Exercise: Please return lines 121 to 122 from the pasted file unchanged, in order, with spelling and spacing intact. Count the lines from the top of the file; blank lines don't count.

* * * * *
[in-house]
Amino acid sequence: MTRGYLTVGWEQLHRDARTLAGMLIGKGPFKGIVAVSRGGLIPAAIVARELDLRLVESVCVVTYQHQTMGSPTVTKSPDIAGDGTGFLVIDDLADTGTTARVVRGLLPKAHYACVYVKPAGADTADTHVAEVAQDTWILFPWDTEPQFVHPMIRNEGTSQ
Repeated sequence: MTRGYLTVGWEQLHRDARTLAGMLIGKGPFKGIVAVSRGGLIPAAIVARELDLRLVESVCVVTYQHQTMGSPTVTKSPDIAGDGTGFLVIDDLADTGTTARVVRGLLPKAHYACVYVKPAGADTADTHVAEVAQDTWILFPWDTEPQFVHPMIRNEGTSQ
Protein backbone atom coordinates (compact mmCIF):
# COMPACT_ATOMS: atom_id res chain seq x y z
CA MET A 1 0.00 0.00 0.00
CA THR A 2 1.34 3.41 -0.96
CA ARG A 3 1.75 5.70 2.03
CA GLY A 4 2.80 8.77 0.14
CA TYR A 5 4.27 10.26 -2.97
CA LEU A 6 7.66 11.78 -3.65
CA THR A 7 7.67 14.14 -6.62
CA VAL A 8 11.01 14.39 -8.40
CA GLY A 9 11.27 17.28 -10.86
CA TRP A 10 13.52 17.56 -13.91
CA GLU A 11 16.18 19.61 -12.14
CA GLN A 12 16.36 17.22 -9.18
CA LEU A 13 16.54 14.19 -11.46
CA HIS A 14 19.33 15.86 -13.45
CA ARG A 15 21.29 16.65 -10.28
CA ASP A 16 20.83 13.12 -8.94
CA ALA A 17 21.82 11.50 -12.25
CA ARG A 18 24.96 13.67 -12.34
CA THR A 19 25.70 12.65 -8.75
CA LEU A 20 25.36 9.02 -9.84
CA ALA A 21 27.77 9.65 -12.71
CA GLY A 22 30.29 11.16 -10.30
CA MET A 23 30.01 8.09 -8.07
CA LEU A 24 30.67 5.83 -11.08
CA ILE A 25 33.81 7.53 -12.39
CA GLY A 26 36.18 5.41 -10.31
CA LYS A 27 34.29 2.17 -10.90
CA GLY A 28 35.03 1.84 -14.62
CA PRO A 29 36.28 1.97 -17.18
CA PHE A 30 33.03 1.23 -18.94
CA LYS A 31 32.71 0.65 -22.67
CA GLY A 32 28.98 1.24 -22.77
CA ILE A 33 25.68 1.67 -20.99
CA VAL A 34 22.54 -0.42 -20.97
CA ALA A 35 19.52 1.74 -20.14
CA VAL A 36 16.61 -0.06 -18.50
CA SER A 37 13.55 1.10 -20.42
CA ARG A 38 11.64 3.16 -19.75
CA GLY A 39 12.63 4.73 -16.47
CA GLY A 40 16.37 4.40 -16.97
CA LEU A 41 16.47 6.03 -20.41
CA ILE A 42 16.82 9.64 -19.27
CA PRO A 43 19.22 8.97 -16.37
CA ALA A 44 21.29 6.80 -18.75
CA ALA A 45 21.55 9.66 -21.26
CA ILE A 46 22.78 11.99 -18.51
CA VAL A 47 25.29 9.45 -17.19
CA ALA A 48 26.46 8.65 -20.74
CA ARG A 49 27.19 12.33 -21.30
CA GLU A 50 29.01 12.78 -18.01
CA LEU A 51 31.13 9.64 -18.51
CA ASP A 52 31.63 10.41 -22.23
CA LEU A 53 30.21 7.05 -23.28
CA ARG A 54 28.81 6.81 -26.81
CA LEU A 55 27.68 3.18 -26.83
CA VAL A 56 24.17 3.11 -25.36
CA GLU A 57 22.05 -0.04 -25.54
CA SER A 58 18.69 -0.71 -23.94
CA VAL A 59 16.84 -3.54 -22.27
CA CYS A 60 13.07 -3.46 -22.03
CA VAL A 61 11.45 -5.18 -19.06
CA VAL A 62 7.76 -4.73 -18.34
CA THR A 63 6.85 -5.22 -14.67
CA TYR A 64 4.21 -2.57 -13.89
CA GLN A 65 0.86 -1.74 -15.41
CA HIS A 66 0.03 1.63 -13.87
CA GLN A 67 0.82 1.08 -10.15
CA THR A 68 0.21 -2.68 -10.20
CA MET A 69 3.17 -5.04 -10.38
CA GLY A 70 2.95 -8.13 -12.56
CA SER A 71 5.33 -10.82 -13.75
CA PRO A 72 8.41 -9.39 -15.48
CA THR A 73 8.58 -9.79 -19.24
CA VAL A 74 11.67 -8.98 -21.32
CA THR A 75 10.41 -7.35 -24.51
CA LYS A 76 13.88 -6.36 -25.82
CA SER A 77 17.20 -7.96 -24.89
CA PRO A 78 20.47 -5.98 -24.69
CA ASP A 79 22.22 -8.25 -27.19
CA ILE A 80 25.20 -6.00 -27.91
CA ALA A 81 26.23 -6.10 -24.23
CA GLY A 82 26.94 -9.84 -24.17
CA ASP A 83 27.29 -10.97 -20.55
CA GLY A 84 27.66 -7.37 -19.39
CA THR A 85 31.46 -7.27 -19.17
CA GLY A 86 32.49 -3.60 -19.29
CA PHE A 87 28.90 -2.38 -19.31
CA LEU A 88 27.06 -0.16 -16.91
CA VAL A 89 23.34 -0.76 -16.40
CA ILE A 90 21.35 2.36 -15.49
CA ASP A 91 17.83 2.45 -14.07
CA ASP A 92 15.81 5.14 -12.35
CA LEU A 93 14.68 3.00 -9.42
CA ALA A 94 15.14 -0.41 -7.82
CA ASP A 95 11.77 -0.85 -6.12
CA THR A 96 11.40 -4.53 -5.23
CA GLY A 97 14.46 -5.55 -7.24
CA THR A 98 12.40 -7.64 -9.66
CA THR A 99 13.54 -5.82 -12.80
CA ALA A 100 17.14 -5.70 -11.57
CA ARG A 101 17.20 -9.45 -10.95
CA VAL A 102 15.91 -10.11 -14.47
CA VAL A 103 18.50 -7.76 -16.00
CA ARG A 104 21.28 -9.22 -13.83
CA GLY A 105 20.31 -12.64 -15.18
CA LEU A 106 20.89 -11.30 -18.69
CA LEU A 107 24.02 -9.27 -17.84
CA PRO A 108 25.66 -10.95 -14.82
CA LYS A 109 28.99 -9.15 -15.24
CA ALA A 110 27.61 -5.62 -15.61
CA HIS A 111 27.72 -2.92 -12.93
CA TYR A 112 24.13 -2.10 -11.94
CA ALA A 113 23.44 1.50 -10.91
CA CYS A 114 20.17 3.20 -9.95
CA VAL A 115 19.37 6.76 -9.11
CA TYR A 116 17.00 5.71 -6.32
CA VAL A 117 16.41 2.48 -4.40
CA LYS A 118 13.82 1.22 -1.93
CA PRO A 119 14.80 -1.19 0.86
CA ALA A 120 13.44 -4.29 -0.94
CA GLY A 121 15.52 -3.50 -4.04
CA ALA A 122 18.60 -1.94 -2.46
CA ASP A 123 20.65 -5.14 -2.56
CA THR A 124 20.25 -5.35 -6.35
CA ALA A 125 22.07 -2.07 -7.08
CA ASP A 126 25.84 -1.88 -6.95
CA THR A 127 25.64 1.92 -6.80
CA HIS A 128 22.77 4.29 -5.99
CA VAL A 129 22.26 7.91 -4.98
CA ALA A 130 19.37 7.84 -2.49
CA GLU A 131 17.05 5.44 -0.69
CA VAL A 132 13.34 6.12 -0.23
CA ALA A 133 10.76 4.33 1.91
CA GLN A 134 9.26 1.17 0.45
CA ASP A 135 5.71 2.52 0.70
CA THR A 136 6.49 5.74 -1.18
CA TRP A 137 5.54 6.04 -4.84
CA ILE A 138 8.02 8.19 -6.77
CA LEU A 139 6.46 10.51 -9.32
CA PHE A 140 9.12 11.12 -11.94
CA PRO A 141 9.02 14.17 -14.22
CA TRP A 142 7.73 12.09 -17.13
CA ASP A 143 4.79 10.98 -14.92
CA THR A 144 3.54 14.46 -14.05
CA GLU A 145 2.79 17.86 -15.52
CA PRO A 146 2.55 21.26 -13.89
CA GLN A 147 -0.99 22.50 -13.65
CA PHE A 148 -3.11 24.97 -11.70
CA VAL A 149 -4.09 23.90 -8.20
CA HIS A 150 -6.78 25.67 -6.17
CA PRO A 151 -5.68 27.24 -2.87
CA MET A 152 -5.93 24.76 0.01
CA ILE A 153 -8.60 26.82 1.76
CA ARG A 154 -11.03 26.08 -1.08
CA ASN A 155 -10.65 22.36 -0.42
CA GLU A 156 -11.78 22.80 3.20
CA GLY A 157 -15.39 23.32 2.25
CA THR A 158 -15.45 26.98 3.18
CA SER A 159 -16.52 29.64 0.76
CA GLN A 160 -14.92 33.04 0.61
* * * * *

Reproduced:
CA TYR A 116 17.00 5.71 -6.32
CA VAL A 117 16.41 2.48 -4.40